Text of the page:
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Special Report: Ensuring Successful Development of Web Services, Today and Tomorrow
uccess in understanding and developing Web services can mean the difference between keeping and losing your IT job. The good news is that there are successful, time-tested models of development practices that can help developers create enhanced Web service applications and plan for their long-term success and maintenance.

Over a series of five articles, development experts from HP will address several key aspects of designing, developing, deploying, and maintaining essential Web services. These are timely topics because IT organizations are moving their internal applications to Web services, better integrating IT functions and external partners and vendors.
Many large-scale IT applications are mission critical and cannot afford to be subject to serious defects, poor performance, or considerable downtime. Getting automated data about real-time performance issues on these applications can help developers optimize applications without blowing the timeline. Learn how to build and leverage intelligent feedback and end-to-end control into the Web services development lifecycle.
So now that you know how important foresight and planned management are to the success of your organization's Web services transition, the next step is knowing what you need to squeeze out of your management platform. We give you practical advice in eight easy steps.
When you deploy any application, you are expected to have a plan for management and maintenance of that codebase: That's part of the job. But developers have been so busy learning Web services that management issues have taken a back seat. Use these requirements as a checklist for investigating products that should underlie your company's vital Web services and facilitate their long-term management.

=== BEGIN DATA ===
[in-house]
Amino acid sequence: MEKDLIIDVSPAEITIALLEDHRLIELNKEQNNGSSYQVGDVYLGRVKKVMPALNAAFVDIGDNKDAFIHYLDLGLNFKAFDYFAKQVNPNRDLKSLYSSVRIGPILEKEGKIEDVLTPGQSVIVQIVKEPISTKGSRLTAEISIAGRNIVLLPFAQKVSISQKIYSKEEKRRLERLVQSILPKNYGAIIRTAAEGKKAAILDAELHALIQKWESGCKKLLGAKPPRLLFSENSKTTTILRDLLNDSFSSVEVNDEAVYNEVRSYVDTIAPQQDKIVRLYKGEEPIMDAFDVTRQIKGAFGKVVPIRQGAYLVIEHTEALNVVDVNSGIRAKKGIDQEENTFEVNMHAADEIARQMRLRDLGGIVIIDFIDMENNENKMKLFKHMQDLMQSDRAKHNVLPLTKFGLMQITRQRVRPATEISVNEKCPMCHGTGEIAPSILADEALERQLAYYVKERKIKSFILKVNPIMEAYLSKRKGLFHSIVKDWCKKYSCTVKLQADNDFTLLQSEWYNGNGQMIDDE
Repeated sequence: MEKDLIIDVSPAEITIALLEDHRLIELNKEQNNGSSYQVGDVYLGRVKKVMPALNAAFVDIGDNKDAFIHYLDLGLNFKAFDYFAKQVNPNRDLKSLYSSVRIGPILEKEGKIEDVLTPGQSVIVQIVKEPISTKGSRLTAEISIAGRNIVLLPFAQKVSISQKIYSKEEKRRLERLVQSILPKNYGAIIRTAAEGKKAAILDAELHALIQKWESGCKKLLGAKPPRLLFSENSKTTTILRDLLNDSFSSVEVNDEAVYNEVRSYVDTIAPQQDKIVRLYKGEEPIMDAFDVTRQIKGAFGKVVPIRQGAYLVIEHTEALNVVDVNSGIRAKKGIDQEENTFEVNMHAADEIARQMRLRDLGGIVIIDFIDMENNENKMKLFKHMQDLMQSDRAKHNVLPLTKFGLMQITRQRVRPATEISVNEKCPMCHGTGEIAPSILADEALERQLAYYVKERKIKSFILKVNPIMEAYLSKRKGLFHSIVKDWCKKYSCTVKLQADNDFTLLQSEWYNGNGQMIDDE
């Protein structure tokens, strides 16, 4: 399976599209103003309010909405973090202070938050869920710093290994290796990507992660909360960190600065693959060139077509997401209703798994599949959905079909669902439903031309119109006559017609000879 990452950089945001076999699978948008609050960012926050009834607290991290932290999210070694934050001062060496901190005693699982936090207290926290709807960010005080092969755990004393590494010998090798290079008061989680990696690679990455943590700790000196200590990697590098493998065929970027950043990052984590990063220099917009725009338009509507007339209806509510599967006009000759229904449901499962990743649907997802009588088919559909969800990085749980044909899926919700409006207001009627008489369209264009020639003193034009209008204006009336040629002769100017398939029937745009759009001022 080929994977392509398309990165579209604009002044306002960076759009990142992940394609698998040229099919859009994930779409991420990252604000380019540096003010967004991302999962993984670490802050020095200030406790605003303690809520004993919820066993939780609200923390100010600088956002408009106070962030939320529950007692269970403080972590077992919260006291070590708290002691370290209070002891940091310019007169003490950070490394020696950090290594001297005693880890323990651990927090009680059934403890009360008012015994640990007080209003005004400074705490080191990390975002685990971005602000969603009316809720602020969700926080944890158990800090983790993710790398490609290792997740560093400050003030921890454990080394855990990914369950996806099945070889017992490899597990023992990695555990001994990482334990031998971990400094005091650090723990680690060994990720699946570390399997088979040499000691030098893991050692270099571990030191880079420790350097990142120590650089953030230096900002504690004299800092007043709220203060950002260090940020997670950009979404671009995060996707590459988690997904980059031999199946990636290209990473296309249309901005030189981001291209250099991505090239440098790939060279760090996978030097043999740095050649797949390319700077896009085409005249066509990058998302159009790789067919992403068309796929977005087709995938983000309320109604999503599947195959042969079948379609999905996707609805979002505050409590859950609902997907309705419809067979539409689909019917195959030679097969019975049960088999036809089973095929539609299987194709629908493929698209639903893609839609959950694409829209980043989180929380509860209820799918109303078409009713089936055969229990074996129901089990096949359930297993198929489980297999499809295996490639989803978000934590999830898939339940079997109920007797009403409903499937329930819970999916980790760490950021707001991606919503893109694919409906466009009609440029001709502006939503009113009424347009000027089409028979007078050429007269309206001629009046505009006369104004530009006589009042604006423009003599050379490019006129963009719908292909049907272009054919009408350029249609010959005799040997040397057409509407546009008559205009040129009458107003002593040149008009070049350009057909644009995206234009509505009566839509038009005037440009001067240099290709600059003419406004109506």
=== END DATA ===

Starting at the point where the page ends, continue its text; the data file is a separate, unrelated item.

Once developers recognize certain design issues and patterns, the first barrier to Web services development is conquered. The second barrier is being able to handle unforeseen issues during the development process, without impeding progress. We offer common sense guidance that will get you going quickly and keep you moving toward your goals, even when problems arise.
Although the model of Web service interoperability is straightforward, it introduces new development practices and methodologies that can be difficult to learn. However, it can be a short-lived hurdle if you recognize certain patterns to design issues. by Chris Peltz
About the Authors
Chris Peltz is a software consultant in HP's Developer Resource Organization, providing consulting on J2EE, Web services, and mobile architectures. He has presented on web services best practices at both HP World 2002 in Los Angeles and HP Software Universe 2002 in Lisbon, Portugal. Chris will speak later this year at Web Services Edge 2003 in Boston. He has more than 10 years of experience in object-oriented development, user interface design, Web development, and J2EE architectures.
Justin Murray is a technical consultant at HP and has worked for the company for 14 years. He has taught and delivered consulting to HP customers and staff on a variety of subjects, including Web services applications and Java performance optimization.
Shaun Connolly is the Director of Developer Programs for HP Software. He is responsible for engaging developers in the exchange of information on trends, requirements for tools, and community/industry issues. Shaun previously led the product strategy and direction for Hewlett-Packard's Middleware Division as well as Bluestone Software. Before joining Bluestone Software, Shaun served as Vice President of Development at Primavera Systems, a leading project management software company.
Tom Angelucci is HP's Developer Programs Manager for the Americas and is responsible for creating awareness for HP's software products and platforms in the development community. He previously directed the Solution Alliances group at HP Middleware where he was responsible for developing and managing channel alliances with many leading enterprise software vendors. Prior to joining HP he was Sr. Product Manager for Bluestone Software's XML Server product line.
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